Hilton Head, South Carolina: Tour a Dreamy Beach House | Architectural Digest

In one residence at the southern tip of Hilton Head in South Carolina, the comforts of home are on impressively seductive display. Chicago-based interior designer Suzanne Lovell was responsible for it—she executed a nine-month renovation of the property, including its outdoor spaces. Lovell was more than up to the task, thanks in part to her pre-existing relationship with the clients (she also designed their home in Lincoln Park, Illinois).

Upon entering this warm-weather retreat—far from the icy winters of the Midwest—several details immediately stand out: a covered brick patio that overlooks the dunes, a tidy stand of palm trees and a boardwalk that slopes down to the Atlantic, the sublime primary bedroom suite, and the massive kitchen, notable for its warmth. All in all, it’s a “lovely life,” Lovell says of the routines made possible by this home’s design.

Grass cloth and hemp may be popular today, but Lovell used

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9 Minimalist Homes That Are Stylish and Tranquil | Architectural Digest

When the interior designer Sebastian Zuchowicki began working with his client on his New York City residence, the starting point was the living room. “I feel like the living room concepts are always the soul of the space, especially in a New York City apartment, and then it trickles down,” he says.

Compared to his client’s conventional summer house in Rhode Island, the three-bedroom apartment in West Chelsea that he currently shares with his two children (and their cat) is a modern sanctuary with a finely tuned aesthetic. Zuchowicki spent a whole year slowly transforming the 3,000-square-foot condominium one room at a time, until the bedrooms, dining room, and newly fashioned private library had been completely perfected.

“My favorite detail is that there’s texture everywhere you look,” Zuchowicki says. “Literally everywhere you look, there’s texture. You won’t see a white wall anywhere, and that to me makes it feel special.

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Tour an East Hampton Home That’s Perfectly Imperfect | Architectural Digest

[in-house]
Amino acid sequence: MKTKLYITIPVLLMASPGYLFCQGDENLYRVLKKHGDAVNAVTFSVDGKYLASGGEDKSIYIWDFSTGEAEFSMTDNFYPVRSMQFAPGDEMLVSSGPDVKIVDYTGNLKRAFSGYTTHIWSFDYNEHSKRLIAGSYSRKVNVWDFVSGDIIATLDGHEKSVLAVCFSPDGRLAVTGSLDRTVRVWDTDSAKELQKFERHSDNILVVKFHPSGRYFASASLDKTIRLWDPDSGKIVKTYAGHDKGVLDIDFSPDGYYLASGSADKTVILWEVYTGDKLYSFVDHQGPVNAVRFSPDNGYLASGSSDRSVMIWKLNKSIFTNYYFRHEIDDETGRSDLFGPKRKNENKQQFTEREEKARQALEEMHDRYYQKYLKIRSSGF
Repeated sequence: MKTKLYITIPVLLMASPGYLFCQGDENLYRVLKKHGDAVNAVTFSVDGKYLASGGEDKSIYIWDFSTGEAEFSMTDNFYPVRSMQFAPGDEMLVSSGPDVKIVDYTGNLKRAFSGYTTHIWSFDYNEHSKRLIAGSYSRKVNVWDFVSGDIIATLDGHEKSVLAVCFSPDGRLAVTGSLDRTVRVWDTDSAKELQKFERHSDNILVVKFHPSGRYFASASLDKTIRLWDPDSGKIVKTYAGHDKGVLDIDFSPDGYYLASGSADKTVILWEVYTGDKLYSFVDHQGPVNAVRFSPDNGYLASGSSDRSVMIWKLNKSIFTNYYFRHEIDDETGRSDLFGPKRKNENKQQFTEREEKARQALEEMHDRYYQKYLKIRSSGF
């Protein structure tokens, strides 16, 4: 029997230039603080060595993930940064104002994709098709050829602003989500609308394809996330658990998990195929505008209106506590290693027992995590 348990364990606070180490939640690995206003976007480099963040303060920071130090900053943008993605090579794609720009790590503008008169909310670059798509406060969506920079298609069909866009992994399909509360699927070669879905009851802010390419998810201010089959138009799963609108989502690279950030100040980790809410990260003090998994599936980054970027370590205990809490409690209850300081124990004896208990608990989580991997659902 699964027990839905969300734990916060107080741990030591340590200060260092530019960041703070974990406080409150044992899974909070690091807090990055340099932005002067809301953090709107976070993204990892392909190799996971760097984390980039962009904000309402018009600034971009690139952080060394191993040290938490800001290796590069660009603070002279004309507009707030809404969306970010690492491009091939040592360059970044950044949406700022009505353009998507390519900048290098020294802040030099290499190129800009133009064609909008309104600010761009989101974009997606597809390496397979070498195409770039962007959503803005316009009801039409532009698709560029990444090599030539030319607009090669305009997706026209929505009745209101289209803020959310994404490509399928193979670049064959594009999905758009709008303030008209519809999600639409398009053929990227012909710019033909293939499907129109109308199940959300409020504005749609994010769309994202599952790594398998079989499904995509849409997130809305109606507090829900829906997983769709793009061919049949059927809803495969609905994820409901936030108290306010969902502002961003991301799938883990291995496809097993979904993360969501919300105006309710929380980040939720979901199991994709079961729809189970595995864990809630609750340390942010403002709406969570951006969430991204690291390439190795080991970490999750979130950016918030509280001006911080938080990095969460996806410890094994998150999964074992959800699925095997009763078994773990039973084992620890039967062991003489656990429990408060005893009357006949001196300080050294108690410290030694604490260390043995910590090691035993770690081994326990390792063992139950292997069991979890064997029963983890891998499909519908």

Wanderlust is not a term typically used to describe a decorating style, but it’s perhaps the only one that encompasses designer Alisa Bloom’s ethos wholeheartedly. But for this particular East Hampton, New York, project, her worldly vision proved trickier than usual to execute.

For any given residential commission, Bloom typically on rare finds and vintage treasures collected all across the globe. But when this redesign for a family kicked off, it was the peak of the pandemic. That, however, made the work all the more necessary: ​​The family was in the process of transitioning from their city life to being based in the home practically full time.

Somewhere along the way, Bloom was finally able to travel again. “I would have five days to visit all my vendors and get out,” Bloom recalls of her European sourcing trips. To supplement those voyages, the designer also ventured to vendors in the

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Home design trend: Barbie is inspiring a playful new interior style

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Today’s homeowners are building out real-life Barbie Dreamhouses — and not the plastic kind.

The new “Barbiecore” trend has officially hit interior design since making a recent appearance in celebrity fashion and pop culture.

As the public anticipates the upcoming 2023 “Barbie” movie — and the iconic Barbie Dreamhouse marks 60 years — the “Barbiecore” movement has made its way into home decor, according to a National Association of Realtors blog.


Blog writer Melissa Dittman Tracey, a contributor to Realtor Magazine, wrote about the aesthetic and how it features playful designs, lots of color and everything pink.

Mattel Inc.'s Barbie Dreamhouse sits on display at the company's Get Your Santa Together event in New York, US, on Thursday, June 20, 2013.

Mattel Inc.’s Barbie Dreamhouse sits on display at the company’s Get Your Santa Together event in New York, US, on Thursday, June 20, 2013.
(Photographer: Peter Foley/Bloomberg via Getty Images)

Tracey offered a few design

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How ’90s interior design software laid the foundation for today’s life sims

In 1994, my mom, a working interior designer, decided to jump on the home computing bandwagon and get 3D Home Architect (opens in new tab). The Broderbund program was part of an awkward, curious wave of computer-aided design (CAD) software adapted for the burgeoning home market (opens in new tab)—the average joe looking to redecorate and remodel in an exciting new digital world. I was already familiar with floor plans and architectural drawings from watching my mom at her drafting table. My mother made a valiant attempt to get used to the program, but as a diehard traditionalist, she eventually returned to working with her trusty pencil and paper. Suddenly 3D Home Architect, which my parents didn’t consider a videogame (and therefore not something to worry about), was all mine.

It was a cultural appeal, asking users to imagine one’s life as available for expansion through computing.

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